It goes without saying that we're both well beyond the age of consent and old enough to know that working together and living together is a very bad idea. SHIT is a new-enough agency that nobody has ever quite gotten around to setting down in writing all the rules and procedures about what should or shouldn't be done. If they had, I'm sure cohabitation between fellow investigators would be close to the top of the prohibited list. But there's no fool like an old foolor maybe even a pair of them.
And so, even though it's probably a bad idea, we do it anyway. Sometimes we stay at Mel's place in Bellevue, but mostly we stay at my high-rise condo in Seattle's Denny Regrade neighborhood. (Much better view from the penthouse at Belltown Terrace than from her third-story apartment in the burbs!) We car-pool together in the express lanes across Lake Washington and then pick up or drop off the other vehicle in the park-and-ride lot on the east side of the lake.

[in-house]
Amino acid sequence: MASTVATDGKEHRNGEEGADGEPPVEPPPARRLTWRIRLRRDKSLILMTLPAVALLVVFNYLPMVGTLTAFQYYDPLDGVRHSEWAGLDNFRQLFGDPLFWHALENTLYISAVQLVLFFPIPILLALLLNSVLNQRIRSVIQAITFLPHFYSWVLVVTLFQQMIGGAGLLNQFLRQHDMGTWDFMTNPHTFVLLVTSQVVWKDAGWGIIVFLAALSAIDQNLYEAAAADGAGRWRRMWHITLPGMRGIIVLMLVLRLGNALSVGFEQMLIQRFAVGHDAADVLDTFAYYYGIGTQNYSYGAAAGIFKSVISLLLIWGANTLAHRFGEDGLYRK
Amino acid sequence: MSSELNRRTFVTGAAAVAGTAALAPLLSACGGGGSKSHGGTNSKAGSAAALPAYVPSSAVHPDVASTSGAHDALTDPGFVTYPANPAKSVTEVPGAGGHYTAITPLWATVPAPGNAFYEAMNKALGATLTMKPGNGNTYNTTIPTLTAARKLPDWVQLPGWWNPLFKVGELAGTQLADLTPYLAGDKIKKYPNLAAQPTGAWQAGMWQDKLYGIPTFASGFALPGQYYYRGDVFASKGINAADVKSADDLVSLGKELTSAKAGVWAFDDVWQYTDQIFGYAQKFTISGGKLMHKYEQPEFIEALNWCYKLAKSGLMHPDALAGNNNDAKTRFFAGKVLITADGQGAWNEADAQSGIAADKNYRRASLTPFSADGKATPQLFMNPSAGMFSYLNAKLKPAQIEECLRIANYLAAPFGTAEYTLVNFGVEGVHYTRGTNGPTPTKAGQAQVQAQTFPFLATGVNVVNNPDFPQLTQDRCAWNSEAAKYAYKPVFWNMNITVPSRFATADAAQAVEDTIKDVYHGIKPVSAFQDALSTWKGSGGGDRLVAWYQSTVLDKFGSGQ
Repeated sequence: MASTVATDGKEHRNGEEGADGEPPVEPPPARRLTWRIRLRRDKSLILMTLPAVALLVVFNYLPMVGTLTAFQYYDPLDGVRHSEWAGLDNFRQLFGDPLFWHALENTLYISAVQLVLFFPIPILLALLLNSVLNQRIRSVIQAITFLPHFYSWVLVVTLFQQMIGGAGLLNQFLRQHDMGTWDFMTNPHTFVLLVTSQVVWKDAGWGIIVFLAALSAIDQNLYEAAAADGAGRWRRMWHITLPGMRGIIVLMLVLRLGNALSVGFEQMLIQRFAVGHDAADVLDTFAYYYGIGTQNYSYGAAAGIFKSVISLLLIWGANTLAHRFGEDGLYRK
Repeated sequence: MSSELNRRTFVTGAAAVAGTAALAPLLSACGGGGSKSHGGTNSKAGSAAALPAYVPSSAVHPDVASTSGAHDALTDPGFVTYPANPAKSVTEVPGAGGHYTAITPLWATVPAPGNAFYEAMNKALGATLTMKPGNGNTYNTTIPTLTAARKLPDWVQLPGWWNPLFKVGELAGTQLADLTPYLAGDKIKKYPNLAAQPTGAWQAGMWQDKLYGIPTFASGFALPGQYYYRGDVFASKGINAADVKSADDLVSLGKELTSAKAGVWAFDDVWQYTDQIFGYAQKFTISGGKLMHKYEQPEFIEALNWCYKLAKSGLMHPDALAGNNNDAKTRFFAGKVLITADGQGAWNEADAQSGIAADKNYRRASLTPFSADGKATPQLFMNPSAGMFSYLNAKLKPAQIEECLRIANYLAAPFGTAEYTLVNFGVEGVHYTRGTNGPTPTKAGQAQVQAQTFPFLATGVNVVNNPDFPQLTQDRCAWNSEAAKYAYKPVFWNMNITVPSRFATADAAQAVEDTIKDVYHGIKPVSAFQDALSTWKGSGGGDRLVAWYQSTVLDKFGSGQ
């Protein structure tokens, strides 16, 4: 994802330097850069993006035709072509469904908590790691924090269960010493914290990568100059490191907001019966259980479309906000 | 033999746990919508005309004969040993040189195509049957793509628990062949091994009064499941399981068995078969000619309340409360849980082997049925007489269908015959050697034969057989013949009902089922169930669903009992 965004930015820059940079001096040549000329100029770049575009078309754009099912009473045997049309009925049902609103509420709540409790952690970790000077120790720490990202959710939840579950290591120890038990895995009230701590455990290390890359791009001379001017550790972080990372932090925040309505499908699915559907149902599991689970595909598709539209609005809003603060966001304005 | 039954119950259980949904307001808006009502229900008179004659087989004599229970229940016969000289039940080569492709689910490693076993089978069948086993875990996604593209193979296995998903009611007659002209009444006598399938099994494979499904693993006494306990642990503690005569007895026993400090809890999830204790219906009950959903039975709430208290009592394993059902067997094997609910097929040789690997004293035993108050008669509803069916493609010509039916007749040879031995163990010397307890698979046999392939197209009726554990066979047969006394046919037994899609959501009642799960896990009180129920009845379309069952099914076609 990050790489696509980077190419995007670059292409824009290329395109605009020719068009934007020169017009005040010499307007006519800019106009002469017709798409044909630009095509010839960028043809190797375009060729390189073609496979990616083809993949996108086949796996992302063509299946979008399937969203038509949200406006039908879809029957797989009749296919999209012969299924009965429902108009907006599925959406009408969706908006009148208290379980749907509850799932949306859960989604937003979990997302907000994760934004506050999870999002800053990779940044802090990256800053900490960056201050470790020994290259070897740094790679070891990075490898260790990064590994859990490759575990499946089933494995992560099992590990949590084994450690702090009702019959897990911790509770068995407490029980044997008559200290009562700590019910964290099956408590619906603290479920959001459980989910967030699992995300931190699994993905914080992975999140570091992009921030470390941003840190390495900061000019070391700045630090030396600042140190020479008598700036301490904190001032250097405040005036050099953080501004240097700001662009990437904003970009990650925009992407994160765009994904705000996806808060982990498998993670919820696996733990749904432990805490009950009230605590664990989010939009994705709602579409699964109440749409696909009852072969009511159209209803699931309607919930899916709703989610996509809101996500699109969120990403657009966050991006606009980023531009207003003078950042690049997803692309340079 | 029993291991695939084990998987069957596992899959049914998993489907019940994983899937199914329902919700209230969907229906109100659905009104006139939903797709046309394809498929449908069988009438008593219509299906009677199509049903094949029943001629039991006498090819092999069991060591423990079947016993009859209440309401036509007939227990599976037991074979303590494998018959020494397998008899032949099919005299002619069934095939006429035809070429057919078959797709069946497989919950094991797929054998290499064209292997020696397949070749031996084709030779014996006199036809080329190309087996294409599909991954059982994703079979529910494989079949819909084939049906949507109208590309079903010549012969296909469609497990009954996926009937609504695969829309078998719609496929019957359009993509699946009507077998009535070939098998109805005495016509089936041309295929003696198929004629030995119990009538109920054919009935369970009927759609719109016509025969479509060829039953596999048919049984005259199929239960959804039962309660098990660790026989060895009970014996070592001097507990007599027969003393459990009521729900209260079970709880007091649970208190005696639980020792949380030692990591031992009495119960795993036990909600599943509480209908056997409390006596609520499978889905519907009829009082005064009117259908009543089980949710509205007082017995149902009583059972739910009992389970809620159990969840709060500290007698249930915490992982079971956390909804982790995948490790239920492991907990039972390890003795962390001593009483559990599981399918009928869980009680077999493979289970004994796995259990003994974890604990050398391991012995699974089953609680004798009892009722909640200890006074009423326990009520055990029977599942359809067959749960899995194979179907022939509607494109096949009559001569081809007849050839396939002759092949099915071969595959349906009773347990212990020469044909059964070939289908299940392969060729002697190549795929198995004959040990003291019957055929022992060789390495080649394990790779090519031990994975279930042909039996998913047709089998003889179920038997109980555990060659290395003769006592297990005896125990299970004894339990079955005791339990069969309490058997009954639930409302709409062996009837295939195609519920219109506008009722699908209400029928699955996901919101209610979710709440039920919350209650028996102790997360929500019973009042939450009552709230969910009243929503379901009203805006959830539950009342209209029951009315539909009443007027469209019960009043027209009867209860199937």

A word about my condo. New acquaintances are often curious about how a retired Homicide cop happens to sit in the penthouse suite of one of Seattle's most desirable high-rises. The truth is, I wouldn't be in Belltown Terrace at all if it weren't for Anne Corley, my second wife, whose shocking death left me holding an unexpected fortune. I had never driven a Porsche until I inherited hers. And it was only after that one finally bit the dustafter being mashed flat by a marauding Escaladethat I had gone looking for something else.
Excerpted from Justice Denied LP by J. Jance Copyright © 2007 by J. Jance. Excerpted by permission.